INCHEON South Korea (Reuters) - North and South Korea agreed on Saturday to resume reconciliation talks after the North sent its most senior delegation ever to its estranged neighbour at just 24 hours’ notice.
The delegation, formally sent to attend the closing ceremony of the Asian Games, comprised Hwang Pyong So, a senior military aide and confidant to North Korea’s supreme leader Kim Jong Un; another close adviser, and a senior official in the ruling Workers’ Party and veteran of talks with the South.
The team were given a demonstratively warm welcome by South Korean Prime Minister Chung Hong-won, Unification Minister Ryoo Kihl-jae — the main policymaker on inter-Korean affairs — and President Park Geun-hye’s national security adviser, Kim Kwan-jin.
Park has been pushing for a resumption of high-level dialogue, stalled since February, to ease bilateral tensions, and the North agreed that senior officials would meet sometime between late October and early November.
No reason was given for the 12-hour visit, but the change in tone was striking after months of near daily-invective from state media directed at the South, and at Park in particular.
The North’s leader is known as a sports enthusiast who wants to make his country a “sporting superpower”, however, and the Asian Games may have provided an opportune cue.
“The Asian Games have been a significant event that showcased the nation’s glory and strength to the world,” Workers’ Party official Kim Yang Gon said at one of the meetings. “It was an enormous joy and pride for the nation as both the North and the South performed well.”
The two Koreas are technically at war because their 1950-53 conflict ended in a truce and not a peace treaty.
There have been sporadic armed clashes in recent years, notably in 2010, when the North bombed a Southern island, killing civilians, and a South Korean warship was torpedoed and sunk with the loss of 46 sailors.
Seoul blamed Pyongyang and cut off political and commercial ties with the North.
Those attacks, along with the North’s nuclear weapons programme and human rights abuses, ended a period of rapid detente from 2000 onwards under the South’s “Sunshine Policy”.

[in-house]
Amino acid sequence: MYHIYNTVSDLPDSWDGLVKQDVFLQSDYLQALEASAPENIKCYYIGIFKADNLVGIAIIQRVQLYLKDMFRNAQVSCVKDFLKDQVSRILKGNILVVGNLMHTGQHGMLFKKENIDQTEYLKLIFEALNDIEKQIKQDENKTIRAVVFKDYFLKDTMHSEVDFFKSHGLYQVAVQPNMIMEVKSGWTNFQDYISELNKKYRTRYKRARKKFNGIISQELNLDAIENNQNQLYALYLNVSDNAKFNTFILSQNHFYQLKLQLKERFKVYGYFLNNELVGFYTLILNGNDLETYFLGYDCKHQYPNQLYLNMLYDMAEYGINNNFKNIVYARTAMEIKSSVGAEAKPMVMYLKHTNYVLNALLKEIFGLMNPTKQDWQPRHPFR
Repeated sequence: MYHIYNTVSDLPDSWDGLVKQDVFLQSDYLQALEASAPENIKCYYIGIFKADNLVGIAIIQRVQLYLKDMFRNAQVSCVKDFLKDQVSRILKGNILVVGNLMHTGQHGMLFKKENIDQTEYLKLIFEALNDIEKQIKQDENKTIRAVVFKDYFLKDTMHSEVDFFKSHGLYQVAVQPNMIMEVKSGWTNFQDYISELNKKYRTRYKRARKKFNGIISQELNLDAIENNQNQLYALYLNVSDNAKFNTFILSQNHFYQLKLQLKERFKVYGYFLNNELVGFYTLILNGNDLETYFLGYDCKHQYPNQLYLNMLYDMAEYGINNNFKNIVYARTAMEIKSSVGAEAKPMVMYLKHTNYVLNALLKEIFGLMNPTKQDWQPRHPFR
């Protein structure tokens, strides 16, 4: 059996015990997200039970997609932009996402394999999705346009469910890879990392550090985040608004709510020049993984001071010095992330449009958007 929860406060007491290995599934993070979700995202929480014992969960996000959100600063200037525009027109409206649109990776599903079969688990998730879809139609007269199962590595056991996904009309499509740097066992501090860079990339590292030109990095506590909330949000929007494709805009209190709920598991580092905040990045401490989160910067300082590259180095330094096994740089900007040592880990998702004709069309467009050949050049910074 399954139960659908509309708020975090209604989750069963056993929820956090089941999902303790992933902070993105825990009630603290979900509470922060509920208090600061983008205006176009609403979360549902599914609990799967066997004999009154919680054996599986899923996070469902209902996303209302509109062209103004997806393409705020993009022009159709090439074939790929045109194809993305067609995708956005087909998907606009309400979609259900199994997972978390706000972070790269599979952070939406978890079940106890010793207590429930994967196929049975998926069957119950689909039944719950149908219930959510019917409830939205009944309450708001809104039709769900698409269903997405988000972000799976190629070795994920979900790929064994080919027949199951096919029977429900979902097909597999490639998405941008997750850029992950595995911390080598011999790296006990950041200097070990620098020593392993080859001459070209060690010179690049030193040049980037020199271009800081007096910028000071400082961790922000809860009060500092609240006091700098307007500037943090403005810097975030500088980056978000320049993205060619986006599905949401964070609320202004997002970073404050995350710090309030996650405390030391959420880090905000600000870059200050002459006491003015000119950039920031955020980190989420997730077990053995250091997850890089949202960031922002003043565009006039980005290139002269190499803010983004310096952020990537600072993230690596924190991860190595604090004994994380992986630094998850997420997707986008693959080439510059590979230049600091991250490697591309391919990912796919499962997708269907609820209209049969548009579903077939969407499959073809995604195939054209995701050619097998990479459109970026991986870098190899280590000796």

Hopes of a peaceful resolution have repeatedly been dashed, with the North reneging on deals, walking out on talks and threatening to punish its neighbour with a “sea of fire”.
South Korea says the North must abandon its nuclear arms programme, but few believe the North will ever surrender the security that it provides to both country and government.
Despite the tensions with the South, North Korea has been on a high-profile diplomatic outreach in recent weeks, with its foreign minister making visits to capitals and attending the U.N. General Assembly.
South Korea’s Unification Ministry spokesman, Lim Byeong-cheol, said Pyongyang hoped the visit “becomes a positive occasion for improved ties between the South and the North”.
The North is subject to U.N. sanctions for carrying out nuclear weapons and missile tests, but has expressed willingness to return to talks with key world powers, including the United States and China, on its nuclear programme.
Hwang is the head of the North Korean army’s General Political Bureau, a powerful body loyal to the supreme leader.
“He is (Kim Jong Un’s) personal representative here,” said Michael Madden, an expert on North Korea’s leadership.
Last week Hwang took on the added title of vice chairman of the National Defence Commission, the supreme military council that Kim Jong Un himself heads, sealing his status as one of the most powerful men in Pyongyang’s leadership circle.
Choe Ryong Hae has also been in the close circle of aides around Kim, and currently heads an agency promoting sports in North Korea.
Kim Jong Un himself has been absent from public view since Sept. 3, fuelling speculation that he may be in bad health, something that the North’s ambassador to the United Nations in Geneva denied.
“With the Kim Jong Un health rumours lurking in the background, we have a pretty clear message that Hwang has Kim’s proxy (authority), not just on political management or military affairs, but on foreign policy and foreign relations,” Madden said.
Additional reporting by James Pearson and Sohee Kim in Seoul; Writing by Jack Kim; Editing by Kevin Liffey